As U.S. stock markets continue to break new ground, a fundamental question remains. What will happen to millions of unemployed workers, and is the current economic growth sustainable enough to make a real difference?
While the government and analysts are reveling in the latest positive economic indicators, what they have forgotten is for vast segments of the unemployed population, these developments will not matter at all.
Instead, the government must focus on several unique barriers to full employment more explicitly. Those barriers will not be crumbled by a run-up in the stock market and more positive economic indicators. Yet they continue to leave leaving millions of workers unemployed and underemployed.
The Positive Economic Indicators
The Dow closed up 91 points on Friday to reach 14,512. Increasingly, economic signs indicate the recent run-up in equities is not a fluke but is based on solid fundamentals. Corporations sat on the sidelines hoarding record amounts of cash for the last several years. Now, their investment and spending is accelerating. Many important economic indicators showed significant strength over the last month. For example:
Last month the economy created 236,000; jobs more than twice the amount added the month before.
The unemployment rate dropped .2% of a percent from 7.9% to 7.7%
Total hours worked in the economy increased 1% last month following a -.3% decline the previous month
New claims for unemployment compensation continue to decline, reaching 336,000 last week
Domestic oil prices declined by $3.00 per barrel over the last month
Consumers spent more and save less over the last month, retail expenditures increased by 1.1%
Housing starts and auto sales continue to increase
The Continuing Challenge of Unemployment
Despite the robust signs of economic growth, several fundamental facts remain when it comes to the issue of unemployment.
- First, the burden of unemployment falls heaviest upon Blacks and Latinos. They comprise 40% of all unemployed workers. Therefore, unless economic growth is creating opportunities for this segment of workers, the overall employment picture will remain dismal.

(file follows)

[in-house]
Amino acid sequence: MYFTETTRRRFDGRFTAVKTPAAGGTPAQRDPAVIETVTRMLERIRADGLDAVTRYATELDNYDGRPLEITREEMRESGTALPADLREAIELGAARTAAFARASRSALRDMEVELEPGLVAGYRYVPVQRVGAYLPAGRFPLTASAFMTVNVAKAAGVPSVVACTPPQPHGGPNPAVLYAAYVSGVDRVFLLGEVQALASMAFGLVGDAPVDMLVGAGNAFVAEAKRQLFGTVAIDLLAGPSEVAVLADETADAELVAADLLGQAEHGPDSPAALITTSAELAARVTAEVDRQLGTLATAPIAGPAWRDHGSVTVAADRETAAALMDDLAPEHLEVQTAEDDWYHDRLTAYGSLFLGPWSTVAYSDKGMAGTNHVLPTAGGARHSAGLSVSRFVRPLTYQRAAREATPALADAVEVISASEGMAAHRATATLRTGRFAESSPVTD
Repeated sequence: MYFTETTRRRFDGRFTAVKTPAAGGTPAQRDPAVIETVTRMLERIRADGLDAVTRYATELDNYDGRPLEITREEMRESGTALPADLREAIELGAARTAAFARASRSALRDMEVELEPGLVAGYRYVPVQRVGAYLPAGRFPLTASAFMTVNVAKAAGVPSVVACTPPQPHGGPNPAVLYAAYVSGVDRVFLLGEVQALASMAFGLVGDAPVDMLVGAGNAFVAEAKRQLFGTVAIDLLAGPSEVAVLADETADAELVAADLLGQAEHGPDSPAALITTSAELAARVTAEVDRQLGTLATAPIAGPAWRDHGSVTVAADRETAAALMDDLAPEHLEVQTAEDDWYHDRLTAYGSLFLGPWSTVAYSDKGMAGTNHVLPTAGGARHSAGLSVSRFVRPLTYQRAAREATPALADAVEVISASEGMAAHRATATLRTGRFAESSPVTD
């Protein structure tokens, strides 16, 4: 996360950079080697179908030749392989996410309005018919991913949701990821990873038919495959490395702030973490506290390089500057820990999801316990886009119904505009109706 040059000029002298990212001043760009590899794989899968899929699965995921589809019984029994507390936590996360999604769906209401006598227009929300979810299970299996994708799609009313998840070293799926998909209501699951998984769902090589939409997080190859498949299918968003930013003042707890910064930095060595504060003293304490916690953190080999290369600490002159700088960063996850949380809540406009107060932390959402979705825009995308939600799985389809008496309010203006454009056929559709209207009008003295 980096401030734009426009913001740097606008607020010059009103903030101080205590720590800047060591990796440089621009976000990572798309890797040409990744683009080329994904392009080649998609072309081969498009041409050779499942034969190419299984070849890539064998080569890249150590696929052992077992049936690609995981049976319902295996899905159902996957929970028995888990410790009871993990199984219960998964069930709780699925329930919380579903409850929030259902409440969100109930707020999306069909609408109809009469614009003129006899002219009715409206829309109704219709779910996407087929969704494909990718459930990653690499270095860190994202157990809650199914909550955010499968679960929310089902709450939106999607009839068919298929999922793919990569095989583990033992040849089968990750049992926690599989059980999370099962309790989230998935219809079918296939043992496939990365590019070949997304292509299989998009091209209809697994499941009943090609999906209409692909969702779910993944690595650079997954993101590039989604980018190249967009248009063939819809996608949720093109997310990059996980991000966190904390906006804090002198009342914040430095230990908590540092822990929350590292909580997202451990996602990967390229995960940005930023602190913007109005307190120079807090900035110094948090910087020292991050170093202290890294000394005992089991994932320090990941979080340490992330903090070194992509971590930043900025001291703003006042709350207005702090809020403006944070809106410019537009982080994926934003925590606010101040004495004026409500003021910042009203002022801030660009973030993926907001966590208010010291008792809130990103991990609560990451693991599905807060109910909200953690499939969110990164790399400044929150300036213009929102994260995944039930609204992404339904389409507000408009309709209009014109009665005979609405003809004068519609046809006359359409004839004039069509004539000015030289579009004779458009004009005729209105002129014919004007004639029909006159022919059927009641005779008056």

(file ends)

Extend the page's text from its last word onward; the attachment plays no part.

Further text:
- Second, 30% of all workers displaced during the last recession were in manufacturing and 30% in construction related industries. As such, there must be sufficient manufacturing and construction jobs generated to absorb the large numbers displace during the economic crisis.
- Finally, economic growth is important, but growth alone will not reduce unemployment to normal levels among the segments noted above.
The factors contributing to high rates of Black and Latino unemployment are the following: disadvantages in the distribution of jobs and occupations (Blacks and Latinos are in more low skilled and temporary jobs), lower rates of educational attainment, extreme wealth inequality, high rates of incarceration, poorly functioning and unresponsive public education systems especially in large urban areas, and a spatial mismatch between where jobs are located and where most Blacks and Latinos live.
Major factors affecting manufacturing employment include global competition, which is driving production jobs away from the country and forcing corporations to use more laborsaving technologies.
Unless Congress and the Administration develop a strategy to confront these unique challenges, there will continue to be an ever widening gap between the privileged few who are benefiting most from the run-up in equities, and the massive numbers of working-class Americans who are struggling to maintain a basic quality of life.
Last modified: March 25, 2013